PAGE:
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MacLifeMacLife

MacLife November 2018

Mac|Life is the leading independent magazine devoted to all things Apple. For over five years, Mac|Life has helped both new and veteran users get more out of their iPhones, iPads, Macs, and more, with coverage that cuts through today's glut of apps and accessories to find what matters most. With a bright, clean design and casual tone, Mac|Life offers an easy and enjoyable way to keep up with the latest Apple trends and topics.

국가:
United States
언어:
English
출판사:
Future Publishing Limited US
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everyone wins this time

Every year, a new version of iOS lands (alongside macOS — but more on Mojave in next issue’s magazine), and every year iPhones and iPads get a little bit better to use, with a richer, more intuitive experience. And now, here, we have iOS 12 — the latest, and possibly (in my opinion anyway) the best iteration that we’ve ever witnessed. But what makes this version deserving of your attention? If you watched this year’s Apple Special Event, you’ll have noticed — aside from a raft of new iPhones and the Apple Watch Series 4 (the full reveal is on p8) — during the presentation that Apple was keen to stress its focus on making the company more sustainable — one, by using 100% renewable energy to power its business; two,…

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hot new launches!

AT A SPECIAL event in September, Apple announced this year’s new model iPhones and an all–new Apple Watch. The iPhone X reinvented the iPhone by eliminating the Home button, introducing Face ID, and giving us an edge–to–edge screen. Now, as usual for the year after such a milestone, there’s an “S” model, identical in appearance, but the new iPhone XS (that’s “ten ess,” not “excess”) has some impressive improvements under the hood and also comes in a plus size, iPhone XS Max, with the largest display ever on an iPhone. Instead of the anticipated iPhone SE2, Apple introduced the budget iPhone XR, with the same powerful processor as the new flagship models but otherwise slightly more modest specs. The redesigned Apple Watch Series 4, meanwhile, also boasts a 30% larger,…

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iphone xr

The new ‘budget’ iPhone ($749) has the same A12 Bionic chipset as the XS but the case is aluminum instead of stainless steel; liquid resistance is IP67, the same as iPhone X; and instead of OLED the display is a more modest LCD — 6.1–inch, 1,792 x 828 pixels at 326ppi. This makes the display bigger than that of the iPhone 8 Plus (5.5–inch) but the overall size of the device is between iPhone 8 and 8 Plus. It has no Home button but uses Face ID. The camera system is more modest than the XS’s, with a single wide–angle lens, but it offers the same after–shoot depth–of–field adjustment, Smart HDR (as on iPhone X), and support for Portrait Mode (although implemented in software). Promised battery life is up to 90…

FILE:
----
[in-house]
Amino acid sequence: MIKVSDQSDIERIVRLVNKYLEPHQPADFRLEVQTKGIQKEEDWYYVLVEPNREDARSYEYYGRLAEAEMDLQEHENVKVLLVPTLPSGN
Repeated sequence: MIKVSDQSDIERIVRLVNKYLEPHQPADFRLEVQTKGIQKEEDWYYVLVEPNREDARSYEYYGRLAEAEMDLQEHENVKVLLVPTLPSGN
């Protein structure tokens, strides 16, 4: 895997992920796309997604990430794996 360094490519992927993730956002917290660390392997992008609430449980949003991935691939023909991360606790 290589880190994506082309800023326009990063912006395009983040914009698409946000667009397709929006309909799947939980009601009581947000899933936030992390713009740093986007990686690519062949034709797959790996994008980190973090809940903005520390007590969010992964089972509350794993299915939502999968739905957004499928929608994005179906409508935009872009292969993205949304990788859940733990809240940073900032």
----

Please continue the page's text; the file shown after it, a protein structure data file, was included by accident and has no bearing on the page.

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apple watch series 4

MOST EXCITING OF all is the all–new Watch. It has a new edge–to–edge display, more than 30% bigger than the screen in the previous series, but the body is thinner. The display is redesigned, with space for up to eight customizable Complications. You can add contacts on the Watch face and simply tap to connect with them. The speaker is 50% louder and the microphone clearer, for better phone calls. The digital crown is re–engineered to include improved haptic feedback. Inside, a new 64–bit dual–core processor is up to twice as fast. With next–gen accelerometer and gyroscope, Apple Watch Series 4 can detect if you fall, offer to call the emergency services, and even call them automatically and notify relevant contacts. There are advanced new health features including a new electrical heart…

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rare apple–1 auctioned

AN EXTREMELY RARE fully-functional Apple–1 computer was up for auction in Boston on September 25. Mac|Life is going to press before the event, but it was expected to match or beat the previous record of $815,000 for an Apple–1, set in 2016. That’s because this particular one is in exceptional condition. The Apple–1, designed by Steve “Woz” Wozniak and released in 1976, was the company’s first computer, and a milestone in the history of personal computing. Just 200 were built, of which around 175 were sold through The Byte Shop in Mt. View, CA. We spoke to Corey Cohen, the Apple–1 expert who restored and certified this one. HOW RARE IS THIS APPLE–1? About 60 or so survive, but fewer than 15 of these are fully operational, and only a handful are in…

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the shift

EXPANDING ON my topic from last month’s column, I want to reiterate the importance of Apple’s evolution and new transparency. Over the last three decades, the company rebounded from “we only had 90 days of money left” to become the world’s first trillion–dollar company — no matter how you slice it, that is an astounding accomplishment. But a company at the forefront of what is arguably society’s most broadly impactful field cannot scale that large without facing challenges. It’s difficult to contextualize Apple’s gargantuan success and size in layperson’s terms. Can you even fathom ‘a billion’ of anything, let alone a trillion? Apple has around $250 billion in the bank, and some of its individual products make more money than entire corporations. Flip this coin around, however, and this size has…

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